On January 20th, women around the world witnessed a huge moment in history— Kamala Harris sworn in as Vice President of the United States. Despite being Canadian, I still followed the election, watched the debates and any other news relating. At first, I had mixed feelings. I wondered if people were more concerned about Kamala’s heritage than what her stance was on issues in the U.S. I’d seen so many different posts circulating on Instagram, all with different opinions. Some people couldn’t be happier, after all, we’ve never seen a Black or South Asian woman in this position before. That alone made her candidacy worthy of celebrating. On the other hand, others said her heritage didn’t matter if her plans for the country weren’t going to be helpful to the citizens— also a very valid point. Still, I couldn’t help but feel excited whenever I saw her.
On the day of the inauguration, I tuned in of course, mainly wanting to watch the candidates sworn in and give their speeches. Watching Kamala, dressed beautifully, sitting there amongst Joe Biden and the other guests, was powerful. When she was sworn in and later gave her speech, I felt a number of emotions swell inside of me. I fought back tears at a few moments because I wasn’t sure why it was I felt that much emotion. But the fact is, as a Brown girl, as an Indo-Caribbean woman, I grew up never seeing myself represented in media and powerful positions. Even to this day, while there is more representation than there was in my childhood, it’s still nowhere near enough. But to see Kamala, who is Indian and Jamaican, South Asian and Caribbean, I saw myself. I saw a woman who looked like me in a position of power, a position that has never been held by any woman in history. To think, the first woman to hold this position is a woman of colour, it’s huge for all of us.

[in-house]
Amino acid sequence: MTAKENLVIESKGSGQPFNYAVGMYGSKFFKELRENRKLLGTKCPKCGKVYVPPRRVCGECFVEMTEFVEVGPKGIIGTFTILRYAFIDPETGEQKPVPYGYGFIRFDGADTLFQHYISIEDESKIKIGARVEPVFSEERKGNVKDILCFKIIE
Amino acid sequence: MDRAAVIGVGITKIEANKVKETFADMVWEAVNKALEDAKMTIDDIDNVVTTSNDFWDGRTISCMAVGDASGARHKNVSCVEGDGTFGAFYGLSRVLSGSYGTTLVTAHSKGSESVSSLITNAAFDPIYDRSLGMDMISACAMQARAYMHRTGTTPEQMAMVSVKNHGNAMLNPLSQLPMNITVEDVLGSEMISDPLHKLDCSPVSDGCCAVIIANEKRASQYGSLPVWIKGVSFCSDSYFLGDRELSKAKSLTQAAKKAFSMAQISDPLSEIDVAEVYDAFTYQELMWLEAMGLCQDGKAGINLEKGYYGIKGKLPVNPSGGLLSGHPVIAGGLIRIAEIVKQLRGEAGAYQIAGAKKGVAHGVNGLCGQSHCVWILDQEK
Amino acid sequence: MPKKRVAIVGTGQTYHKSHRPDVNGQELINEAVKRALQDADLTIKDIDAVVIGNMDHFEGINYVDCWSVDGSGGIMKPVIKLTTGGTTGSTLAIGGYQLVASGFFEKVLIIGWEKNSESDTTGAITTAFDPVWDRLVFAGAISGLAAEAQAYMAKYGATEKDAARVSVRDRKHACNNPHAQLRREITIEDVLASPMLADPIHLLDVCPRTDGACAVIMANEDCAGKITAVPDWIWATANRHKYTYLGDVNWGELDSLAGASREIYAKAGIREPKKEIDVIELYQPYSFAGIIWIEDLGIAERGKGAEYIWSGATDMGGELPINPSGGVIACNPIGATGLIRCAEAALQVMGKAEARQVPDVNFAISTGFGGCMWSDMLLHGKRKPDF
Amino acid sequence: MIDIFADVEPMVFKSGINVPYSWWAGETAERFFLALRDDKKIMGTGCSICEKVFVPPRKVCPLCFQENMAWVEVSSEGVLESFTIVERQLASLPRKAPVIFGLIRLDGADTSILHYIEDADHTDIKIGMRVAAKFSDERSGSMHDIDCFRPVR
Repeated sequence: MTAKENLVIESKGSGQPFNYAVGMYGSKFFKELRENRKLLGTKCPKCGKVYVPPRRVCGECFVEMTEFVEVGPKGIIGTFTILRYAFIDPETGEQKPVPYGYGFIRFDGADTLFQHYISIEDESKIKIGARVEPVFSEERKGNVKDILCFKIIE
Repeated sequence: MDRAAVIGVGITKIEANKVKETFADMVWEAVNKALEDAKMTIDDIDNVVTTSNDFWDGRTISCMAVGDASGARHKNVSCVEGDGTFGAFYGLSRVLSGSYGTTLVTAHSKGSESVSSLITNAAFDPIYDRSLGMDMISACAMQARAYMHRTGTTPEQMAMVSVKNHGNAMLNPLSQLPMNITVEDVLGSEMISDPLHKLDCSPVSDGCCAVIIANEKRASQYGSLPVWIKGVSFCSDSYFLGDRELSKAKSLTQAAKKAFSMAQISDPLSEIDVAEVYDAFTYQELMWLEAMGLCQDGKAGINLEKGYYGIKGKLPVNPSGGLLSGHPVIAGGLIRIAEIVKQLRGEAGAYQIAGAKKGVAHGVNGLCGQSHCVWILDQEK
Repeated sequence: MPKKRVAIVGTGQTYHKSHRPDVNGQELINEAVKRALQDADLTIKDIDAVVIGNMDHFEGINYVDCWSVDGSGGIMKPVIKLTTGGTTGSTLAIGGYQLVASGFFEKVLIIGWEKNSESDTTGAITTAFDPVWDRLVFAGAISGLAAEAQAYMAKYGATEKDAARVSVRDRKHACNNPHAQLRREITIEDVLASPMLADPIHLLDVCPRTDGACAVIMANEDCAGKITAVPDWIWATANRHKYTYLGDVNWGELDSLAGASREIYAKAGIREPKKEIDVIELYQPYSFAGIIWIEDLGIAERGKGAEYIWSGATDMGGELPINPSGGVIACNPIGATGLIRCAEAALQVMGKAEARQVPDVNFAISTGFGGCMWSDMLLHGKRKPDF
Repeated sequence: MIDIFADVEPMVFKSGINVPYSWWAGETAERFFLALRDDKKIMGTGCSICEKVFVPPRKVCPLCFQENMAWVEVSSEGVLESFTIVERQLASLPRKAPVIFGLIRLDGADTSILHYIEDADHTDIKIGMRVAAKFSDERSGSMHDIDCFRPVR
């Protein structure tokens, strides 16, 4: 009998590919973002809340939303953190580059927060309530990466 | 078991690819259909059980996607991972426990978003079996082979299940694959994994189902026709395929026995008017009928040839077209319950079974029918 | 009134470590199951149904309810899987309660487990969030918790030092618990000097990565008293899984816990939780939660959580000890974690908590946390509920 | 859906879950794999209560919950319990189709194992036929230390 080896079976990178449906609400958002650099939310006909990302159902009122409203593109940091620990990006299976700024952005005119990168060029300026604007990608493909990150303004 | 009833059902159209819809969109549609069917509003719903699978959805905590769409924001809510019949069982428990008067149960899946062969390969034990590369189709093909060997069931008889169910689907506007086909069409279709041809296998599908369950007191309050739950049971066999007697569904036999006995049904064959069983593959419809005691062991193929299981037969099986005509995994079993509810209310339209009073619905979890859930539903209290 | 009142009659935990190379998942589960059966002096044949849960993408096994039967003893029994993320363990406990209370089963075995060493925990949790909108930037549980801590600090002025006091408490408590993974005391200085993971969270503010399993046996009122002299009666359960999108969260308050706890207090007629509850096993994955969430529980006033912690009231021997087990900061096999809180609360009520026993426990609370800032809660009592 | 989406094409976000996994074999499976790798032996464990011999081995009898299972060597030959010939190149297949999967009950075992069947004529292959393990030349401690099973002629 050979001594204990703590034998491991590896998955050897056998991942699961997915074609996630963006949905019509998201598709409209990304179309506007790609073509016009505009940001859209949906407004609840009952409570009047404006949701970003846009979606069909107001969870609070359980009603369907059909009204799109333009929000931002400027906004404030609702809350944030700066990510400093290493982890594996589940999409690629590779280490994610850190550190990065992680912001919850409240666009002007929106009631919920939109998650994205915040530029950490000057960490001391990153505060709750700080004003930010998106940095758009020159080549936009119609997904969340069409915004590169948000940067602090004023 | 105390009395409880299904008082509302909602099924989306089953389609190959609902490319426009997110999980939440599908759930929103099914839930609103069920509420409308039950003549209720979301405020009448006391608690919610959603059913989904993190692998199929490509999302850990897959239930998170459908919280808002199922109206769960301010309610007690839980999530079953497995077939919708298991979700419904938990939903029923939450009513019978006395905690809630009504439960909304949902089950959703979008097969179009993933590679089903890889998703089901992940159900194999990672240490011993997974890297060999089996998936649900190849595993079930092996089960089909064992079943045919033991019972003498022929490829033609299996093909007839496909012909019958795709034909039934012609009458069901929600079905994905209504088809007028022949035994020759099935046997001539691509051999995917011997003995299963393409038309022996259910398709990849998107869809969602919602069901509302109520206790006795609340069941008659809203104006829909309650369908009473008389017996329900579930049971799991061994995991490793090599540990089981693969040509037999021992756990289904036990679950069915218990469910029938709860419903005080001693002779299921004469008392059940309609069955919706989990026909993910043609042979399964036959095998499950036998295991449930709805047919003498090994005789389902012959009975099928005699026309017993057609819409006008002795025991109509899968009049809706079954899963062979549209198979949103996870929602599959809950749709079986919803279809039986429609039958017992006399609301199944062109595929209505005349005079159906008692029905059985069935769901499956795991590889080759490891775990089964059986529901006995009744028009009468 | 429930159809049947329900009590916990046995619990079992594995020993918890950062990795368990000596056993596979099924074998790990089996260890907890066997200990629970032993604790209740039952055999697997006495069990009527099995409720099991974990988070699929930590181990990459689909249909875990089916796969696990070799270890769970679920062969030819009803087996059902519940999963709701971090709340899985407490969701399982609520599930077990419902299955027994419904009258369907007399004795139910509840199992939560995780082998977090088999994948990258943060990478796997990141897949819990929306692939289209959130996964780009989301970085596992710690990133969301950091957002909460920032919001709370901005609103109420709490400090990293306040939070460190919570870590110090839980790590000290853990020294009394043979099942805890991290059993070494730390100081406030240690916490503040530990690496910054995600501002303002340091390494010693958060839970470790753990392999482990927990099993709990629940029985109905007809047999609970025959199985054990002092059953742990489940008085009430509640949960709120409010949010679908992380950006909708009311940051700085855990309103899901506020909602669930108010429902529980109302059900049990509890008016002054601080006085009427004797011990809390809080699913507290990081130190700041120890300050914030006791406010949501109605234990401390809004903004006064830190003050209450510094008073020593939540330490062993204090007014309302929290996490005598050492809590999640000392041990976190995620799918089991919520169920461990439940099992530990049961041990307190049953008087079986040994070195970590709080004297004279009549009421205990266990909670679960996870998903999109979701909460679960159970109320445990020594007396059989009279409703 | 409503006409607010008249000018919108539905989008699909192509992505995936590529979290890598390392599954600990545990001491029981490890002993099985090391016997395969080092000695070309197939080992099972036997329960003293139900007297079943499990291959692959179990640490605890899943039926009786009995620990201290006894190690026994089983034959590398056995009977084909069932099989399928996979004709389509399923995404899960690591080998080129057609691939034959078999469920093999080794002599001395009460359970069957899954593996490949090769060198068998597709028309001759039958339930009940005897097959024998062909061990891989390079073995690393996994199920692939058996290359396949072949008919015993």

I also think of her journey to the position she’s in. All women of colour understand what it’s like to face obstacles in the workplace both for our gender and our heritage. Whether it’s being in male dominated spaces, spaces dominated by white people or being worried your first name, last name or both might prevent you from getting a call back. Being in politics, Kamala would’ve likely been in spaces most of her career that are dominated by white males from established family’s. You can imagine people must have looked down on her or overlooked her for being a woman of colour. I also think of the time period she has built her career in. Over the past ten years, people have begun to stress diversity and representation in the workplace, but prior to this new found “wokeness” there wasn’t a push for it in the 90s and early 2000s. As well, being the daughter of immigrants as many of us are, she had no advantages in her industry based on family name and wealth. Whether you like her or not, I think her hustle is admirable. She worked her way up on her own merit and that’s never easy.
To Kamala, my final words are congratulations Madam Vice President. You have ignited a flame that has been wanting to burn for so many decades and it is one that is powerful to all the Black and Brown women watching you.